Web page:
Illustration by Hector Lizarraga, Staff Illustrator
Who ever said sitting around playing video games is a waste of time? Awesome Games Done Quick, a weeklong annual charity marathon hosted by the gaming website Speed Demo Archive, has raised over $1 million for the Prevent Cancer Foundation in its fourth iteration, greatly surpassing the original goal of $500,000 and the $646,000 that was raised in the past three marathons combined, according to Gamasutra.
The concept of “spreedrunning” within video games is simple enough: start and finish playing through a particular video game in the shortest time possible. In most cases, speed running involves finding ways to bypass portions of the game altogether, exploiting aspects like glitches and bugs. Sometimes these glitches can be manipulated to the extent that it takes only a matter of minutes to finish the game—so to say that one is “playing through” the video game entirely is a bit misleading. Opponents argue that speed running detracts from the appeal of the game in that skipping over certain segments ruins the experience of playing and creates an inconsistent plot. Despite this, speed running continues to have a dedicated niche within the gaming community, as evidenced by the success of the Awesome Games Done Quick marathons.
Speed Demo Archive was founded by Nolan “Radix” Pflug in 1998, with a merger between two speed run websites for the 1996 game Quake, arguably one of the most popular speed running games, according to the SDA website. In 2003, Pflug began to expand the site to include more games, and the list continues to grow today with 955 games currently on the website’s list. While there are number of rules the SDA lays out for speed running, anyone can submit a speed run of a particular game that the website accepts. Videos of the best speed runs of each game are posted on the SDA website for anyone to view. The first speed run marathon for charity hosted by SDA was the Classic Games Done Quick in 2010, which raised $10,000 for CARE. Since then there have been nine marathons, with AGDQ 2014 being the most successful by a longshot.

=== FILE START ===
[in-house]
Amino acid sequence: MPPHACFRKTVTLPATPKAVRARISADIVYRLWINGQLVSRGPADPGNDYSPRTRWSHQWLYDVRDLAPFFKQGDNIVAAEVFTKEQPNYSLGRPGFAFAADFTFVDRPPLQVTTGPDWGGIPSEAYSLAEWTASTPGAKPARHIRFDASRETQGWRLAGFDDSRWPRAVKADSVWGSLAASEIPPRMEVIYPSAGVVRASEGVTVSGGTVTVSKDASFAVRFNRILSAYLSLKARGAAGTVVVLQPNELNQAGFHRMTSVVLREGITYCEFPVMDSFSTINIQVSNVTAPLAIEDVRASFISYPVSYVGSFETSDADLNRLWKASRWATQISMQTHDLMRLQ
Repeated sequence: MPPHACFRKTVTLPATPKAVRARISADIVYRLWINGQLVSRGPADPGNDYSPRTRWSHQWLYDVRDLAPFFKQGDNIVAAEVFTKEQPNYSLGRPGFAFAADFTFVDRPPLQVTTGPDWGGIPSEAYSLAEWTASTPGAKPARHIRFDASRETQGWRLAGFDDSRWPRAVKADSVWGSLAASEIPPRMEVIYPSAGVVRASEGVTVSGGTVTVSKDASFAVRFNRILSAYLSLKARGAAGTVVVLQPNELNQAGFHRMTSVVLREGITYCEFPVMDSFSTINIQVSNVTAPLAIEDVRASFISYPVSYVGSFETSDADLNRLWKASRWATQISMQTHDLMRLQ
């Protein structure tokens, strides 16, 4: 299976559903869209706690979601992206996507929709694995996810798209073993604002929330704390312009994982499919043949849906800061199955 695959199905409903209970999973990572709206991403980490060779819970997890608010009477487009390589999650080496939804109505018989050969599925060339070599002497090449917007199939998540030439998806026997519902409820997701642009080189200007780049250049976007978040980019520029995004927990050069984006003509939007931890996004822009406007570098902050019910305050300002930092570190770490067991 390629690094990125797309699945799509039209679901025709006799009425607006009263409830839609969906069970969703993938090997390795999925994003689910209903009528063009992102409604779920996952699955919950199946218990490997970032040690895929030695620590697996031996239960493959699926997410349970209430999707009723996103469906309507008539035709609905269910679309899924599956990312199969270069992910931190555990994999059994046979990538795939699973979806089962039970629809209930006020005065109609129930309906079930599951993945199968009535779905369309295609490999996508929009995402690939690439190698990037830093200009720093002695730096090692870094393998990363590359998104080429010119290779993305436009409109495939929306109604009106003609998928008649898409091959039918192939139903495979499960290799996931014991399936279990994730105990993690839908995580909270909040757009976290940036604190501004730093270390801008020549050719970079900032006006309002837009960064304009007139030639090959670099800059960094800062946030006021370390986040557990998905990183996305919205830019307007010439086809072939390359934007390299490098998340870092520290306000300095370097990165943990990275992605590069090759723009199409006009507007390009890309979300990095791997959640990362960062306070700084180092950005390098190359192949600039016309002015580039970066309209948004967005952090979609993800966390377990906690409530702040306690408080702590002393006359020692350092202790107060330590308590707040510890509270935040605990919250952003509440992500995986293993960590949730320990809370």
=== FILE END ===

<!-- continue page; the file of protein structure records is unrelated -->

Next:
Unlike Speed Demo Archives other marathons, the AGDQ marathon raises money for the Prevent Cancer Foundation specifically. Prevent Cancer Foundation Vice President Jan Bresch called the wildly successful 2014 AGDQ marathon “a dream come true” according to PRWeb.
“When the Prevent Cancer Foundation began its relationship with the Speed Demo Archives in 2010,” Bresch said, “we knew how dedicated the volunteers and donors were to the marathon were, but we never imagined this event would raise $1 million to save lives.” To put things in perspective, when AGDQ first began in 2011, it raised $53,000, according to Gaming Illustrated. No one could have expected in just three years that number would jump to over $1 million.
Why was this year’s marathon so much more successful? Quite simply, more people got involved. PRWeb reports that this year, 500 people from around the world competed, and hundreds of thousands more got involved by tuning into the live stream and donating to win prizes. Several new records were broken as well, including some big name games old and new, like “Halo 2,” “Super Mario 64,” and “The Elder Scrolls V: Skyrim.” No doubt that speed running remains somewhat of a novelty, even in the video gaming world, but raising money but for a good cause while doing what you love is something that everyone can agree on, gamers and non-gamers alike.